• Extra Wicks & Mantles
  • Matches/Lighters
  • Solar Lights
  • Light Sticks
  • Candles
  • Flashlights
  • Head Lamp

9. Weaponry & Hunting

  • Knifes
  • Machete
  • Shotgun
  • Rifle
  • Handgun
  • Ammo
  • Compound Bow
  • Extra Arrows
  • Sling Shot
  • Snare Wire

10. Clothing

  • T-shirts
  • Underwear
  • Bras
  • Socks
  • Thermals
  • Jeans
  • Belt
  • Work Shirts
  • Boots
  • Extra Laces
  • Flip Flops/Crocks
  • Tennis Shoes
  • Fleece
  • Jacket
  • Raingear
  • Work Gloves
  • Bandana
  • Wide-Brimmed Hat
  • Mosquito Head Gear
  • Extra Prescription Glasses
  • Eye Glass Repair Kit
  • Sun Glasses

11. Household Items

  • Sheets/Blankets
  • Bath Towels
  • Solar Shower
  • Kitchen Towels
  • Clothesline
  • Clothespins
  • Sewing Kit
  • Washboard and Buckets
  • Aluminum Foil
  • Ziplock Bags
  • Portable Toilet
  • Lime
  • Lye
  • Pest and Insect Control (Mouse Traps, Diatomaceous Earth)
  • Extra Keys (Home, Shop and Vehicles)

12. Alternative Energy Source

  • Generator
  • Extension Cords
  • Solar Panels
  • Rechargeable Batteries
  • Solar Recharger
  • Charcoal
  • Propane
  • Gasoline
  • Fuel Stabilizer
  • Lamp Oil
  • Seasoned Fire Wood

13. Tools and Gear

  • Gardening Tools (Shovel, Axe, Rake)
  • Fishing Gear (Poles, Tackle, Nets)
  • Shut Off Wrench for Gas/Water
  • Multi-tool
  • Binoculars
  • Basic Construction Tools
  • Hardware (Nails, Screws)
  • Lumber
  • Tarps
  • Tie Down/Rope/Para-cord/Bungee Cord
  • Duct Tape
  • Siphon/Funnel
  • Extra Gas Cans
  • Sharpening Stone/Honing Oil
  • Gun Cleaning Kit & Supplies
  • Wire and Wire Cutters
  • Window Screen Repair Kit
  • Fire Extinguisher
  • Plastic Garbage Containers w/ Lid
  • Crowbar
  • Chain and Padlocks
  • Weather Instruments

14. Communications

  • Two-way Radio
  • Weather Radio
  • Ham Radio
  • Mirror
  • Whistle
  • Flares

15. Money

  • Cash
  • Gold/Silver
  • Tradable Skills

16. Barter Goods

  • Candy
  • Coffee
  • Sugar
  • Ammo
  • Batteries
  • Matches/Lighter
  • Toilet Paper
  • Soap

17. Maps and Guides

  • Detailed Map of Local Area
  • Survival Guide
  • Field Guide/Eatable Plant Guide
  • First Aid Manual

18. Identification and Documentation

  • Photo ID/Passport
  • Birth Certificate
  • Social Security Card
  • Medical Records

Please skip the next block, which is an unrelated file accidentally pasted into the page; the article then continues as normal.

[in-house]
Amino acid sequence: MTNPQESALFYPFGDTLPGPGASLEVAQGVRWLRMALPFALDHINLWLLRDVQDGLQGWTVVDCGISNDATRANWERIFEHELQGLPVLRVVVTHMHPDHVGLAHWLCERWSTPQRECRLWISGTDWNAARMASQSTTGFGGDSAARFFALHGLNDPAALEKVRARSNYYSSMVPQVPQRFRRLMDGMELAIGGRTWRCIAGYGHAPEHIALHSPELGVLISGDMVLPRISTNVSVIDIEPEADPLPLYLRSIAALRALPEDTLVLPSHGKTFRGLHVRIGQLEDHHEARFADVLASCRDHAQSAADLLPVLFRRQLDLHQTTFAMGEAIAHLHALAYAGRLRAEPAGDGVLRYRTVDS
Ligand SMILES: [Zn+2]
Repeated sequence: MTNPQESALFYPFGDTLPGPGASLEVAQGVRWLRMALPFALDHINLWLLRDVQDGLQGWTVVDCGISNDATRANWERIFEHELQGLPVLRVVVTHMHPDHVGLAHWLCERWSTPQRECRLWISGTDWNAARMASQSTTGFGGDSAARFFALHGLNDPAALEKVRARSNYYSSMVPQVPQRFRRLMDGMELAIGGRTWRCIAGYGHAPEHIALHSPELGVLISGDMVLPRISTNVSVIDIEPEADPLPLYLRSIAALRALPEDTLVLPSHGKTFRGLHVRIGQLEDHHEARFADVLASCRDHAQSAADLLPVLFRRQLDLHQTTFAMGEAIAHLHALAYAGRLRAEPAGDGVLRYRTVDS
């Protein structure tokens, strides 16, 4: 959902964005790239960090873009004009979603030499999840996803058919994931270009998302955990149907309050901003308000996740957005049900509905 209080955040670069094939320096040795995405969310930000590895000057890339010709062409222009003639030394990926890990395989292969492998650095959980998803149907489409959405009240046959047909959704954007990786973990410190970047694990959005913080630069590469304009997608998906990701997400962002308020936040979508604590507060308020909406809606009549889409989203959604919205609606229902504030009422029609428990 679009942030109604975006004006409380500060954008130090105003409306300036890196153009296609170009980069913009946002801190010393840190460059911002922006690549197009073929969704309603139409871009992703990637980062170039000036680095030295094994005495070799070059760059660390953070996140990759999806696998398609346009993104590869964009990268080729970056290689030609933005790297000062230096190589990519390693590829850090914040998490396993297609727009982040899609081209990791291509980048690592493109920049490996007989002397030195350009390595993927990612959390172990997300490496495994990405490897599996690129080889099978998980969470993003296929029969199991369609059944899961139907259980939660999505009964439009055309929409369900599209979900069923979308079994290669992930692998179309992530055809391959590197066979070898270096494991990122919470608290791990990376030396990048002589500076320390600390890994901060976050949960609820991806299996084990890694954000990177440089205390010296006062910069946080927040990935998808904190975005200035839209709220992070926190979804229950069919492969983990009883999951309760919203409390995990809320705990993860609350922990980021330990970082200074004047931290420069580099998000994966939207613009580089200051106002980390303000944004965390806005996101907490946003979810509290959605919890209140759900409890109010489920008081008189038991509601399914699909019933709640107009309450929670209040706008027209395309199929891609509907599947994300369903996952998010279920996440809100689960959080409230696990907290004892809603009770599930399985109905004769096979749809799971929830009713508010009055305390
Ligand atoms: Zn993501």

• Banking Documents
  • Insurance Documents
  • Marriage License
  • Contact Information

19. Entertainment/Sanity

  • Cards
  • Games
  • Dice
  • Musical Instruments
  • Paper, Pens, Sketchbook
  • Bible
  • Books

20. Pets and Children

  • Food
  • Water
  • Proof of Vaccination
  • Medications/Ointments

Please feel free to expand on and add your list and or thoughts in the comments below… ?:-)

Comments

  1. MuddyFork says:

    Bam Bam
    Thanks for your list, it has helped me find a weakness or two in my plan. By the way, be prepared for those who will be telling you your list is not comprehensive. They need to remember this is YOUR comprehensive list and not theirs.

    Thanks Again!!

    • Muddy Fork,

      I am actually looking for folks to critique my list. I would rather have folks point out something I’ve left off my list than to go without it later on. But I know what you mean–I have not included an assault rifle or a fire engine.

      • I agree with you. Two sets of eyes are better than one and I would rather take criticism and be able to correct something I overlooked. Being overly critical is not necessary but being told something that could save your life is definitely worth your time.

        • Yep, there’s a difference between intelligent feedback and nitpicking. And the vast majority of what we get on this site is intelligent feedback.

      • I would include salt in your barter items category.

        • 2slim,

          Yes, salt is a classic barter item. I will definitely be adding that. Thanks.

        • SonOfSam says: